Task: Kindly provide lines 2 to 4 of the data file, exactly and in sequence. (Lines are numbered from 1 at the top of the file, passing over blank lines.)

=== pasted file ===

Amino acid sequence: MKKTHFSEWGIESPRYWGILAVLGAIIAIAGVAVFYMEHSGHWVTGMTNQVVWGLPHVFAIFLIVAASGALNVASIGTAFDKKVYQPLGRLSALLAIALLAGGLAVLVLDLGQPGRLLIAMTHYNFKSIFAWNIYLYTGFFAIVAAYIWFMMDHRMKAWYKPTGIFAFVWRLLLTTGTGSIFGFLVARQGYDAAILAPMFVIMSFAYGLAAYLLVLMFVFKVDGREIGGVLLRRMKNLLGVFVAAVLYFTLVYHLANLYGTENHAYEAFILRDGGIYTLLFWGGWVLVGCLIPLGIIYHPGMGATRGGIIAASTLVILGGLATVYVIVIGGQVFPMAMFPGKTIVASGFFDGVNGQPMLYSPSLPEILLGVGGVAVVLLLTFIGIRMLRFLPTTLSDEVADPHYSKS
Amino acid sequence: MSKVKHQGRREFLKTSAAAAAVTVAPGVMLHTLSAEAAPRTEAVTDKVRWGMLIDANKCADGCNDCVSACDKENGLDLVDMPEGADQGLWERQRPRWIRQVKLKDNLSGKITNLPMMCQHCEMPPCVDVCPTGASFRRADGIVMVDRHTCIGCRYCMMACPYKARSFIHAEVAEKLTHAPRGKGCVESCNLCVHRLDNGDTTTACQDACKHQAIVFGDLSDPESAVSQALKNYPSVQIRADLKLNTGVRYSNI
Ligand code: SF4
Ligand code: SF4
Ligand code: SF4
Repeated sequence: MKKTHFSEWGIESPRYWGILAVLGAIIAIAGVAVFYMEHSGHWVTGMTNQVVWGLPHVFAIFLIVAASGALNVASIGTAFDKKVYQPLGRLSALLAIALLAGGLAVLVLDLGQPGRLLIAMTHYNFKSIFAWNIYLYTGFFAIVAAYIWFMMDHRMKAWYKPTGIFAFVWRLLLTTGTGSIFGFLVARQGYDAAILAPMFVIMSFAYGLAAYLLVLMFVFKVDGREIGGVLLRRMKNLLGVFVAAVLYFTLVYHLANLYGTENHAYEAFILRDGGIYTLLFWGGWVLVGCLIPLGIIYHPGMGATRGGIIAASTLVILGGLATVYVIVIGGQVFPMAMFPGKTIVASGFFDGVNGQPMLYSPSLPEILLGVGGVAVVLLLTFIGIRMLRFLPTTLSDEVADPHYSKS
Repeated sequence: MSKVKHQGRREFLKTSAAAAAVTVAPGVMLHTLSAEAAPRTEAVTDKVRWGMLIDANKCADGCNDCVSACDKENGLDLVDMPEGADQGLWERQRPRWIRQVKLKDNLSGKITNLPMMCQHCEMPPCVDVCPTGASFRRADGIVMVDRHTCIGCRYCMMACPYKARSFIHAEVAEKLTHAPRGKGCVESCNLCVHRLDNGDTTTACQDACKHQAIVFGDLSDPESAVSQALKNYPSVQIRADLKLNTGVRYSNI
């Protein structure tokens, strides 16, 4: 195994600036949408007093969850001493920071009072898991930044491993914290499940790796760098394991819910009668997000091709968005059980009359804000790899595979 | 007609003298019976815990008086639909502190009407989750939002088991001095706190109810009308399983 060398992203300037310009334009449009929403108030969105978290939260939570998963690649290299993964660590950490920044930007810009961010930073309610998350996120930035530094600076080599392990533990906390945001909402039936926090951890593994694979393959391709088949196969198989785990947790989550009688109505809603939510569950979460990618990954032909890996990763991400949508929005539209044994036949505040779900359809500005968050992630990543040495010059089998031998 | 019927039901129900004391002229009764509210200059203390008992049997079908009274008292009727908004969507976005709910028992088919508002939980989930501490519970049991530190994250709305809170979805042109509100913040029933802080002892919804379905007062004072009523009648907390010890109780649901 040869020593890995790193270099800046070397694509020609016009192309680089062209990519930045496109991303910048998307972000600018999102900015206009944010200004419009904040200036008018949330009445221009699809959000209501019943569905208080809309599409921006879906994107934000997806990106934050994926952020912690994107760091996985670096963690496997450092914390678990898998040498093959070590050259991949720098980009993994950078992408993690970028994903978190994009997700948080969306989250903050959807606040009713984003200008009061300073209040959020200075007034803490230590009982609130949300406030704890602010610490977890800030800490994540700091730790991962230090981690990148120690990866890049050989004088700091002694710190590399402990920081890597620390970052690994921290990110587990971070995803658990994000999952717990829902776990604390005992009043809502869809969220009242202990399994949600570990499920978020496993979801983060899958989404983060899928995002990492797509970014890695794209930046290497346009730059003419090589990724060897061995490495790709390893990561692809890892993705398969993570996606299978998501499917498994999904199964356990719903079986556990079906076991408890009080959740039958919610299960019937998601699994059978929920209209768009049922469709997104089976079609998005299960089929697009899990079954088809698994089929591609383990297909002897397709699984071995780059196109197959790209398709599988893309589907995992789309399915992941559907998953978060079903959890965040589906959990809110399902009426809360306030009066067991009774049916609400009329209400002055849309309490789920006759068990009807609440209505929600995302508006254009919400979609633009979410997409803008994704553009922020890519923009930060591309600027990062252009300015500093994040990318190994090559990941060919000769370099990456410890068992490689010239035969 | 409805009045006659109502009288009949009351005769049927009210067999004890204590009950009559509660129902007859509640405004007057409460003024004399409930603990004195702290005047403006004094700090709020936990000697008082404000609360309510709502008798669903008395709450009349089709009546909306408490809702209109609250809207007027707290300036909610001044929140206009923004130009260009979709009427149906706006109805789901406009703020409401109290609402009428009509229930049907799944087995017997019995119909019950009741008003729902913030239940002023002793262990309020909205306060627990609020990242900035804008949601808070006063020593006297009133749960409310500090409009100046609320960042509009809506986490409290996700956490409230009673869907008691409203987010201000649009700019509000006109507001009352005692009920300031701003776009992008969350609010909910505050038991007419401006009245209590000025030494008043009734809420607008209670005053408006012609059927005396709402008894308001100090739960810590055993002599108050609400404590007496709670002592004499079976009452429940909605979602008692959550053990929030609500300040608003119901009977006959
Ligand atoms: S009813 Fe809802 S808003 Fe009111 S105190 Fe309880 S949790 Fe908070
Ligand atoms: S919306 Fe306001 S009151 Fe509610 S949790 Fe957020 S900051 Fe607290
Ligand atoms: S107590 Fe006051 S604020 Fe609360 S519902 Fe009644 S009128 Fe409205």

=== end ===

Amino acid sequence: MSKVKHQGRREFLKTSAAAAAVTVAPGVMLHTLSAEAAPRTEAVTDKVRWGMLIDANKCADGCNDCVSACDKENGLDLVDMPEGADQGLWERQRPRWIRQVKLKDNLSGKITNLPMMCQHCEMPPCVDVCPTGASFRRADGIVMVDRHTCIGCRYCMMACPYKARSFIHAEVAEKLTHAPRGKGCVESCNLCVHRLDNGDTTTACQDACKHQAIVFGDLSDPESAVSQALKNYPSVQIRADLKLNTGVRYSNI
Ligand code: SF4
Ligand code: SF4